Africa has uranium, but Africa is not allowed to develop the needed technology to harness its energy for power generation. Africa has oil and gas, yet Africa is only able to export the oil but not to refine it. To some extent, there has been some domestic use of natural gas for power generation and that is commendable in countries like Tanzania.
However, when Tanzania and other East African countries decided to stop importing second hand clothes from the US so that they may boost their domestic textile industries, they were warned that they will be in violation of the AGOA accord.
When Kenya needed a fast speed railway, China extended a loan, the terms so insanely impossible, now Kenya’s railway is operating and a loss and it is to payback to China sums in excess of half of its annual GDP.
Africa is forced to remain poor and oppressed, to serve only as a market for western products and source for cheap resources and even cheaper labour. While the West produces green house gases in their manufacturing cities, agriculture dependent Africa dies of the resulting climate change.
Black Lives Matter Background
While it has taken center stage this past few months, the Black Lives Matter movement has been in existence for some time now. It first took public stage in 2013 with the use of the hashtag #BlackLivesMatter on social media following the acquittal of George Zimmerman in the shooting and killing of an African-American teenager named Trayvon Martin (February 2012).
The Black Lives Matter movement advocates for non-violent civil disobedience in a bid to protest against incidents of police brutality against Afro-American people in the US.
It again took public attention in 2015 when it launched a new arm to push its cause, Campaign Zero. This was a group that sought to effect legislative change by lobbying for policy amendment at federal, state and local levels as well.
On its website, Campaign Zero stated their primary goal as follows: “We must end police violence so we can live and feel safe in this country. We can live in a world where the police don’t kill people by limiting police interventions, improving community interactions and ensuring accountability.”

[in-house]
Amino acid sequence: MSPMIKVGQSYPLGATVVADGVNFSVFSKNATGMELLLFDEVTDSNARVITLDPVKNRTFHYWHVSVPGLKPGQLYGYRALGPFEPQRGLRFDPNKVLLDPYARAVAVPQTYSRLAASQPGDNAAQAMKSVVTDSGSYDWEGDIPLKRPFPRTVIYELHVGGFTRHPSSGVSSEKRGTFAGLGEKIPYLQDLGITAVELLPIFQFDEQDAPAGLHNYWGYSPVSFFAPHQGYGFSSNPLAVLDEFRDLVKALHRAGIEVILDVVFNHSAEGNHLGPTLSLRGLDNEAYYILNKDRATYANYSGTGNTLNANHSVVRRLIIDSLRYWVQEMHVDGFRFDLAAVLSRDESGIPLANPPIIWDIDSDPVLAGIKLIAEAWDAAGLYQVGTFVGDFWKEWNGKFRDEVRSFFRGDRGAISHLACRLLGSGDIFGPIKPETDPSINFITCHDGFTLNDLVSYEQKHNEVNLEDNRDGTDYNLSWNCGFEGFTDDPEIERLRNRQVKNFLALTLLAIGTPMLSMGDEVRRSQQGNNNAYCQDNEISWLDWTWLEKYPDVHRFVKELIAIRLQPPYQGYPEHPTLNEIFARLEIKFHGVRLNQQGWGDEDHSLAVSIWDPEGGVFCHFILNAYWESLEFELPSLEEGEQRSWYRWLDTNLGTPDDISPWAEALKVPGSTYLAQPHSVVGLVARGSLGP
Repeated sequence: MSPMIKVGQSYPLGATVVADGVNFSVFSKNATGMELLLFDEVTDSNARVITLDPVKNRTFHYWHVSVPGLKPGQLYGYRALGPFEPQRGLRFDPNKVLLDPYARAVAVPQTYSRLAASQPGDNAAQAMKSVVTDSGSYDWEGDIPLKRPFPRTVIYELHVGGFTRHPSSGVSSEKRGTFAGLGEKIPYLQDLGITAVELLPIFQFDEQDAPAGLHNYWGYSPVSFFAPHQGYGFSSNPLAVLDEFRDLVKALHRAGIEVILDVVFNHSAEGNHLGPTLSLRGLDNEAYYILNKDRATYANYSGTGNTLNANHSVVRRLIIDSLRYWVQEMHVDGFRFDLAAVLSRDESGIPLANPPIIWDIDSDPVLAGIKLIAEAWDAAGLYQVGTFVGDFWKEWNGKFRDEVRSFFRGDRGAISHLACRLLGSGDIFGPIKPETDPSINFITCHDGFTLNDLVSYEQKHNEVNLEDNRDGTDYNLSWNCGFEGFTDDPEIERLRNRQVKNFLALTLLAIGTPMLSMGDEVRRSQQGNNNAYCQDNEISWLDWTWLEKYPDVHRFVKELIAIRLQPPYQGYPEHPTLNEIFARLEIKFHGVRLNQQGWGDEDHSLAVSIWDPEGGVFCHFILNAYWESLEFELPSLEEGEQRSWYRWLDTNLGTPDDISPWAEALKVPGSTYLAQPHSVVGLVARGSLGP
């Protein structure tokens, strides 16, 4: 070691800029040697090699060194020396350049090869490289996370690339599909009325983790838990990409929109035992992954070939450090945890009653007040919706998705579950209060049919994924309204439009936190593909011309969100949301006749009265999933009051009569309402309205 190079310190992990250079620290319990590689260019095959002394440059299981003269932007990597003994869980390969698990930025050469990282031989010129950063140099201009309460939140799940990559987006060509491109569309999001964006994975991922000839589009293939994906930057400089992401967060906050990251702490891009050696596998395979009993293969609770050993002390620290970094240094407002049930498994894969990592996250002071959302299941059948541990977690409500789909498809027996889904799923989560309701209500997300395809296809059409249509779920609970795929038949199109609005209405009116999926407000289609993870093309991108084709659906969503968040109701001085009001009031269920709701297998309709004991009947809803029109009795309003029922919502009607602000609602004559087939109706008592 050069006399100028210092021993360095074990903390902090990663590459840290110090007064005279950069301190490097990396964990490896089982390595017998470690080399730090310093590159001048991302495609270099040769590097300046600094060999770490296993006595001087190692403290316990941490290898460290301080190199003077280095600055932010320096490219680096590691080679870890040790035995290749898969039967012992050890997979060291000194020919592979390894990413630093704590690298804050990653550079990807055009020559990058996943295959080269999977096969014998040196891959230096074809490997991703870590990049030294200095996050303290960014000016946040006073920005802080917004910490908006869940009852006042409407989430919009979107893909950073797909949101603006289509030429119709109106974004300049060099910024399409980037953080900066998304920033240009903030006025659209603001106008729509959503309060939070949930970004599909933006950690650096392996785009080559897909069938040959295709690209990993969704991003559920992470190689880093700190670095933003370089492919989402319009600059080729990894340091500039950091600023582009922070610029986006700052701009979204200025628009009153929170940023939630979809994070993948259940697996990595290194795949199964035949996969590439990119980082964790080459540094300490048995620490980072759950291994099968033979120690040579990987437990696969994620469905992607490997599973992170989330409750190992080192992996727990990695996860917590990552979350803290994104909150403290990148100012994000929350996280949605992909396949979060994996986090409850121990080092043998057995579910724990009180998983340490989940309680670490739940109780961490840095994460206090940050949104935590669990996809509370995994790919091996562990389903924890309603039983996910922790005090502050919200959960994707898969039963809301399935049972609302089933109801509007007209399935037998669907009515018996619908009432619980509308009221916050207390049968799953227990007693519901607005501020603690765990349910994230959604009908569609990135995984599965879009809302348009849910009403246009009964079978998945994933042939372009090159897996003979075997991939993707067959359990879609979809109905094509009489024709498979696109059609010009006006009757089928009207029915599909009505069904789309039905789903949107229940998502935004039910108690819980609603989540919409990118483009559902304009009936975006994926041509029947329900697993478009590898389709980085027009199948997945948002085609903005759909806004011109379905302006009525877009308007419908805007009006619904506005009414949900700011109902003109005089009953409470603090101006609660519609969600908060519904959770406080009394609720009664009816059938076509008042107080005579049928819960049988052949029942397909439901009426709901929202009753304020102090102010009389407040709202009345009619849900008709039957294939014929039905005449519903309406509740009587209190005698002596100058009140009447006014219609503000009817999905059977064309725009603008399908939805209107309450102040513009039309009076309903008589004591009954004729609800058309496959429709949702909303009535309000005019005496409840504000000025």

The group managed to effect the creation of a “civilian oversight board” which reviews and investigates citizens’ complaints and allegations of misconduct against the police in the City of St Louis City.
The purpose of the police force is to serve and protect the public, use of force, excessive or otherwise should not exist at all. If police have to use force, then the arrest should include a charge against the perpetrator stating a violation that led to use of force.
In Accra, Ghana the Economics Fighters League is considering taking legal action against the police after the police broke up a vigil that was been held in support of the Black Lives Matters movement.
The group’s leader, Ernesto Yeboah was arrested at the vigil and police said he had violated the law by not informing them of the intended gathering. The activist argued to CNN that “…it is not up to the police to approve a vigil. No one in power should be above the Constitution,” which states that “all persons shall have the right to…freedom of assembly including freedom to take part in processions and demonstrations.”
The understanding here is simple, ‘silence is complacent’ when an atrocity is committed and you witness it and stay silent then you are empowering the perpetrator and in effect supporting the victimization of the target group or individual.
By speaking up against police brutality in the US, the Black Lives Matter movement has had a global effect. It has brought before the world, the ugly realities that occur in the streets of the world’s most democratic nation.
Social injustice is not only a social affair, and while it may be poached by political agendas, the economic impacts are abound and real.